I’m normally known as Macpac mad, but I indulged on the weekend and finally got around to buying an Aarn flowmo bodypack; something I’ve been eyeing off for a while. I saw these packs first in use during my trip to New Zealand, earlier this year and was interested at the concept of counterbalancing weight with front pockets. A few weeks later I saw it in action again, this time in the Snowy Mountains and got to try it on briefly and was astounded at how easily it sat on my back and how upright it made me stand. And the weight didn’t register as much as it would normally do. Since my back has its issues and I’ve found the going a bit tougher with my normal (but much loved and simply indestructible) Macpac Torre, I promised myself I’d invest in one of these packs to ease the strain on my back and keep walking for longer.

Backpacking Light in Melbourne sells the Aarn packs and the guys there use the packs themselves, so they know how to adjust them and what suits your style of walking. They also offer a fitting service using Skype if you’re having difficulty adjusting your pack once you’re home with it and filling it with your own stuff.

I settled on the Featherlite Freedom, a lightweight pack that will just fit sufficient gear for multiple days walking. The pack has an inbuilt liner bag to keep your gear dry and the front pockets have their individual liner bags as well. The idea is that you store the light to medium weight gear in the back and fill your front pockets with the heavy stuff, such as water and food, as well as any items you need to have quick access to when you’re on the track. When I tried it on in the shop, we filled it up with about 15kgs of weight and I swear it simply did not feel like that. I can’t wait to try it out on an overnight walk, but it’s doubtful I’ll get around to that in the next few weeks.

And in case you’re wondering: I’m not sponsored by Aarn, nor by Backpacking Light. Simply, when I find out about interesting equipment and experience great service, I like to pass the word on to others. That’s all there is to this post.

On reaching my limits

Inner Game has been a bit slack with her walking of late, so I’ll make up for that with part three of the NZ trip earlier this year, which should have been the crowning glory of the entire trip.

I had booked the Ball Pass Crossing with Alpine Recreation eight months out. I knew it was going to be tough and set up my training schedule so I’d be in peak condition for the trek. The only thing I was really concerned with was how my knees would hold up on the descent from the Ball Pass. Turns out I didn’t really need to worry about that.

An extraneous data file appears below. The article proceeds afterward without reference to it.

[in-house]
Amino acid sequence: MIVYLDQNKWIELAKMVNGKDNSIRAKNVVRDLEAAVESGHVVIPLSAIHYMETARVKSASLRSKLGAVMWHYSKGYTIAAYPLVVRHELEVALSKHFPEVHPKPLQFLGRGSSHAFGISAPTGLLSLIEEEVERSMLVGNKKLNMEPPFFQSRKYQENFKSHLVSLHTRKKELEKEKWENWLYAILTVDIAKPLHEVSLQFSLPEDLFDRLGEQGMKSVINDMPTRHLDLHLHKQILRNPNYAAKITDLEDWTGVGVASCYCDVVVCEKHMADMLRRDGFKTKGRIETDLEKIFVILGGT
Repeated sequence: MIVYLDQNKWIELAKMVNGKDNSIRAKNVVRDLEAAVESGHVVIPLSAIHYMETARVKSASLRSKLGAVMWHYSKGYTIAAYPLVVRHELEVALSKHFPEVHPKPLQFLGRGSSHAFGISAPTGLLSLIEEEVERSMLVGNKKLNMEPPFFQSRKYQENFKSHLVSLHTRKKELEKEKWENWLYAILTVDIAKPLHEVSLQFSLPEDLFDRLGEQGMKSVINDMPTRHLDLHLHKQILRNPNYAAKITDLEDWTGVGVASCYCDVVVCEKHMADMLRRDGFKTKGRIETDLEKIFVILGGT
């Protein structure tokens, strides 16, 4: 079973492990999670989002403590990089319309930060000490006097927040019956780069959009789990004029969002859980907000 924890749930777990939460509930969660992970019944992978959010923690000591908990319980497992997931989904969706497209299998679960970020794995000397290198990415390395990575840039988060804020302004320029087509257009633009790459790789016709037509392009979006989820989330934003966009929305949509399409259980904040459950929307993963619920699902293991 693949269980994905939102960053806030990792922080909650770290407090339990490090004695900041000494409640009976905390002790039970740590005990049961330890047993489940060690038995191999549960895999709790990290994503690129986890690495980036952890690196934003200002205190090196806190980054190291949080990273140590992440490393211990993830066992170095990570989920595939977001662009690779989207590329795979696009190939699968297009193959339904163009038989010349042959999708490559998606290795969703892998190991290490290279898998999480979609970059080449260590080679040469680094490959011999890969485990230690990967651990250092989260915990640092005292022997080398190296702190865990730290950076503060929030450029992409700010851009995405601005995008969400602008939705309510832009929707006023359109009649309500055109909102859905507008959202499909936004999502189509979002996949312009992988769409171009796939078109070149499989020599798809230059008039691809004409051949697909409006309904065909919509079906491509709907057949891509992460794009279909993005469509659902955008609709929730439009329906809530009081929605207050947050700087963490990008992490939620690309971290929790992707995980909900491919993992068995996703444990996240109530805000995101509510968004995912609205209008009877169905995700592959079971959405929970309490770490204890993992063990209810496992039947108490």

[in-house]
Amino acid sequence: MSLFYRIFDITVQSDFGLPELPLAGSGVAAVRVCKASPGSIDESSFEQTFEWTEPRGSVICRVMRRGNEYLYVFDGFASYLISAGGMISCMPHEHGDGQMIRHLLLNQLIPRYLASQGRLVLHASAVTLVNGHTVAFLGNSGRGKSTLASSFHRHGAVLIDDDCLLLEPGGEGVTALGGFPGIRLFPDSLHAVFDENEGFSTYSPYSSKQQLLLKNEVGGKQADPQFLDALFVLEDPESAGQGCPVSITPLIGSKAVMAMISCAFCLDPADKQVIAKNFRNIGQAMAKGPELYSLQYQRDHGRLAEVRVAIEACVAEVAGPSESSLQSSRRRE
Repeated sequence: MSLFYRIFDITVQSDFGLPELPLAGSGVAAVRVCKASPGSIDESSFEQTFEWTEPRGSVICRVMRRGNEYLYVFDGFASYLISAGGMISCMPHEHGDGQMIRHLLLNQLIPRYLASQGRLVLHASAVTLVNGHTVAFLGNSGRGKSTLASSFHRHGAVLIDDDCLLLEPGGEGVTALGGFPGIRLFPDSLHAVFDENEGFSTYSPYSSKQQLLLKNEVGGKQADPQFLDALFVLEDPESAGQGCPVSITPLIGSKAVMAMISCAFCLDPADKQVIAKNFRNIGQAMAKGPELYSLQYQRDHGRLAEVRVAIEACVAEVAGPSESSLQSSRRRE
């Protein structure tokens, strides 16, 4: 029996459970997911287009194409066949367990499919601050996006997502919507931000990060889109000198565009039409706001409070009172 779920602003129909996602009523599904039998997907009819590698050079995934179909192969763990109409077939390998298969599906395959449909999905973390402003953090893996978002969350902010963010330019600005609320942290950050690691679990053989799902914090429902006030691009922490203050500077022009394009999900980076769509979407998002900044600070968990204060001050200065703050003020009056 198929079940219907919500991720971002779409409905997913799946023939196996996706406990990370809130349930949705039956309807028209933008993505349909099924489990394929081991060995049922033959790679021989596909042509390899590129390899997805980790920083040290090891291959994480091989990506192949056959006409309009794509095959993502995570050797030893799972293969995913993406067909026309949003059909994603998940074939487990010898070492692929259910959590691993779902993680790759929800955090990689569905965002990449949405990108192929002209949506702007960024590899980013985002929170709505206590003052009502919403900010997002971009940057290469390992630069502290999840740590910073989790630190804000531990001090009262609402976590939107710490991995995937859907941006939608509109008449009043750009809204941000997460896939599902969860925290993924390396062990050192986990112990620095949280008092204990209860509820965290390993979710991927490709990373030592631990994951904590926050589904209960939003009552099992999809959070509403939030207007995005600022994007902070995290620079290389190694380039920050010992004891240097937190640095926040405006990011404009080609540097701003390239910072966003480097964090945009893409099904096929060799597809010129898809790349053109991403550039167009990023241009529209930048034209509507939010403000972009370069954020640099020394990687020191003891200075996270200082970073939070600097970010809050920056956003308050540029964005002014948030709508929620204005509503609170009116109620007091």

On the first day of the three day trip our group of eight and our two guides bumped along a crazy, stony track (really a rather flattering description for what it was) until we could go no further. We got our gear out of the Troopy and started walking along the edges of the Tasman Glacier towards Ball Shelter. When we started ascending the ridge my legs soon felt like two large pieces of lead. It was hot and with not even a whisper of a breeze it felt like we were in an oven. I started to feel unwell, slightly nauseous, thirsty beyond belief, despite having had plenty to drink, and had to stop to catch my breath. Two more stops like this and things did not improve and I was only one third of the way up on the ridge. I was shaking, wanted to throw up, but was worried that it would dehydrate me. The guides pretty quickly realised I was suffering from heat exhaustion and decided to turn me around and take me back down the mountain.

As someone who soldiers on regardless of the circumstances, I always expected when faced with a situation like this I’d fight on and not accept defeat. Certainly my friend expected arguments and a little tantrum and was surprised when I simply nodded when told they were turning me around. But it was crystal clear to me that there was no way I was going to make it to the Caroline Hut, not that day, not in my condition. My body was pulling the pin on this one and my brain was in complete agreement. I knew that even turning back the way we had come was going to draw on all my reserves, something confirmed when on the way down I didn’t recognise half the terrain we had climbed up only 20 minutes earlier!

Ultimately it took almost two weeks to feel that my body had really recovered from its dehydration and exhaustion and I am truly grateful to the guides who recognised the problem early and acted swiftly to prevent me from suffering worse. So often nowadays we are encouraged to push our own boundaries; people embark on increasingly wild and crazy adventures and we hear about their triumphs at length. Little is written, however, on when we are not so successful in pushing those boundaries; perhaps with the exception of dramatic failures resulting in serious injury or death; after all those sell just as well as success stories.

Based on my experience, I think there is much to discover when you push your boundaries and come up against a wall. I think the most important learning for me was that I didn’t feel like I had failed, or that I had been ill-prepared for what was awaiting me. What happened was simply me pushing my body and the body saying ‘sorry pet, but I’m not doing that for you this time’. It wasn’t saying it would never do it, just that it wouldn’t do it this time. No biggie, the Ball Pass will still be there in the future and life goes on.

Right now Inner Game is about to get on plane to Europe for some exploration in Italy and a family visit. Provided my internet set up works, I will be posting pictures and stories from the road, so stay tuned, but don’t expect anything as dramatic and challenging as the Ball Pass!

New Zealand – Part 2 – Rees-Dart Track